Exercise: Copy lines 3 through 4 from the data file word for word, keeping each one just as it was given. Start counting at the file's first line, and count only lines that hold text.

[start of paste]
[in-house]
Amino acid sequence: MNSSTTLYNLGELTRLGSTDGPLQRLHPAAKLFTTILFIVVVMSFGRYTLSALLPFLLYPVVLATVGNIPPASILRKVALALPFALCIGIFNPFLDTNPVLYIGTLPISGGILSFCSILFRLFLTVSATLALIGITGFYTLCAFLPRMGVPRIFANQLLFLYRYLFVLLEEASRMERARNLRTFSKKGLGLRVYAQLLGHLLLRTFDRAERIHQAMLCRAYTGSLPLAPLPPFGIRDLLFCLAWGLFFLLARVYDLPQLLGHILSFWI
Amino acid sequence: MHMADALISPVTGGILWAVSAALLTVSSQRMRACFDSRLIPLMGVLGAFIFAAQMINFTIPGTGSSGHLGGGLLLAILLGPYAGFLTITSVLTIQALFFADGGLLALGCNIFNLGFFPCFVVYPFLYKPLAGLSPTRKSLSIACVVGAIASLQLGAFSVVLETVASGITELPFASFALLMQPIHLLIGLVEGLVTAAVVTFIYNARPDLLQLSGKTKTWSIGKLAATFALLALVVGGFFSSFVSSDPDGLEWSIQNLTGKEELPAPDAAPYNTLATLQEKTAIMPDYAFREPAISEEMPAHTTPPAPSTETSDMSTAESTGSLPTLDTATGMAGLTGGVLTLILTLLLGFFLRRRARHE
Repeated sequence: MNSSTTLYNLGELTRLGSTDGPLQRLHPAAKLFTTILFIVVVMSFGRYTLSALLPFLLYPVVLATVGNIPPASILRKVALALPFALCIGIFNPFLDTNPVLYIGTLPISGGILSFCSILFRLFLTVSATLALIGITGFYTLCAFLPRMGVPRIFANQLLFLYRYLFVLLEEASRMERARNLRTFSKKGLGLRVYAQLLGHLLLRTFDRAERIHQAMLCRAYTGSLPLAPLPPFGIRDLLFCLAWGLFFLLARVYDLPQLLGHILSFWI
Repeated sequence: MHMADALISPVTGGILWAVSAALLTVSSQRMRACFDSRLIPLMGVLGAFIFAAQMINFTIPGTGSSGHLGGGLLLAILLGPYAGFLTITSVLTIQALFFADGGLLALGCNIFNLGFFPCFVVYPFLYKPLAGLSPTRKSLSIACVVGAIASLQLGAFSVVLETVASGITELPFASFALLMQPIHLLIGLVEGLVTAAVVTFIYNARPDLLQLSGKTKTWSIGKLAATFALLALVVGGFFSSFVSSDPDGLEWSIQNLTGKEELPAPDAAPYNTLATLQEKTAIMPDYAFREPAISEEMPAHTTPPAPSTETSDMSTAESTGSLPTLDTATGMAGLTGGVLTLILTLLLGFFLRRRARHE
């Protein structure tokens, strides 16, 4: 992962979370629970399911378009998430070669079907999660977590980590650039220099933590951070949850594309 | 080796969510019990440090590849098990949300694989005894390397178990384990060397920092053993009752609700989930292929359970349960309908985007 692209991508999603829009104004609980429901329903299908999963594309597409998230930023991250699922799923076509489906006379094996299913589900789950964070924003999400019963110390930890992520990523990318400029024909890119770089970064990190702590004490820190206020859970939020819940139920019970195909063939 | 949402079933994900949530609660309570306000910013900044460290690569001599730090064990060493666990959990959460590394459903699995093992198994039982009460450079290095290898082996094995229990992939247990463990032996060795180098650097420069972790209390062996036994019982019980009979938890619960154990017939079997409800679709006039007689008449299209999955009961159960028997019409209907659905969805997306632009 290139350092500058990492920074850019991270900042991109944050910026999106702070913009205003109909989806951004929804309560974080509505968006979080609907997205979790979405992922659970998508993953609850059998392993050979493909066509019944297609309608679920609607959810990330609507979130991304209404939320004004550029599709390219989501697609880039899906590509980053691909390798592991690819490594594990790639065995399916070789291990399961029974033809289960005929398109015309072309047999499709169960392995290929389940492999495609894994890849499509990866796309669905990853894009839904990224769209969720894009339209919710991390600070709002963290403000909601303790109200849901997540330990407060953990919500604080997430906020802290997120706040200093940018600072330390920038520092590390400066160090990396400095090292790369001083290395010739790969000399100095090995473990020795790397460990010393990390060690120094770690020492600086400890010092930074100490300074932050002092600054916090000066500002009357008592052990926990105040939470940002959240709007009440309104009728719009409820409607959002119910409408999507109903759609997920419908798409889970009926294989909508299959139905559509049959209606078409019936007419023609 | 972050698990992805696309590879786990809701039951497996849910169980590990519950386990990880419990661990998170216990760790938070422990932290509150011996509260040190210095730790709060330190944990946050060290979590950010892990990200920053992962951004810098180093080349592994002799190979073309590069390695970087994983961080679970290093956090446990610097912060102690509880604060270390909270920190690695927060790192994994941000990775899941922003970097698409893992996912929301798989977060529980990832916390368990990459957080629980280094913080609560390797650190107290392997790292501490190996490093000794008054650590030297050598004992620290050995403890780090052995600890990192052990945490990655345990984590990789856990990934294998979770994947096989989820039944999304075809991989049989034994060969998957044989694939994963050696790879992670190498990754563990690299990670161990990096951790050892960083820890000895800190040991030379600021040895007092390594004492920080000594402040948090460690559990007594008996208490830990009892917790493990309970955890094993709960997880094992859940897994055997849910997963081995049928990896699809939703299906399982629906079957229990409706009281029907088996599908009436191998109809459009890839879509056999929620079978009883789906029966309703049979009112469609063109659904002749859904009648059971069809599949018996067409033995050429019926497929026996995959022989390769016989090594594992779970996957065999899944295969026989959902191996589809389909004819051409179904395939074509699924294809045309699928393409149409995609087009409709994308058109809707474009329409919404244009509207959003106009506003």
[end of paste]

Amino acid sequence: MHMADALISPVTGGILWAVSAALLTVSSQRMRACFDSRLIPLMGVLGAFIFAAQMINFTIPGTGSSGHLGGGLLLAILLGPYAGFLTITSVLTIQALFFADGGLLALGCNIFNLGFFPCFVVYPFLYKPLAGLSPTRKSLSIACVVGAIASLQLGAFSVVLETVASGITELPFASFALLMQPIHLLIGLVEGLVTAAVVTFIYNARPDLLQLSGKTKTWSIGKLAATFALLALVVGGFFSSFVSSDPDGLEWSIQNLTGKEELPAPDAAPYNTLATLQEKTAIMPDYAFREPAISEEMPAHTTPPAPSTETSDMSTAESTGSLPTLDTATGMAGLTGGVLTLILTLLLGFFLRRRARHE
Repeated sequence: MNSSTTLYNLGELTRLGSTDGPLQRLHPAAKLFTTILFIVVVMSFGRYTLSALLPFLLYPVVLATVGNIPPASILRKVALALPFALCIGIFNPFLDTNPVLYIGTLPISGGILSFCSILFRLFLTVSATLALIGITGFYTLCAFLPRMGVPRIFANQLLFLYRYLFVLLEEASRMERARNLRTFSKKGLGLRVYAQLLGHLLLRTFDRAERIHQAMLCRAYTGSLPLAPLPPFGIRDLLFCLAWGLFFLLARVYDLPQLLGHILSFWI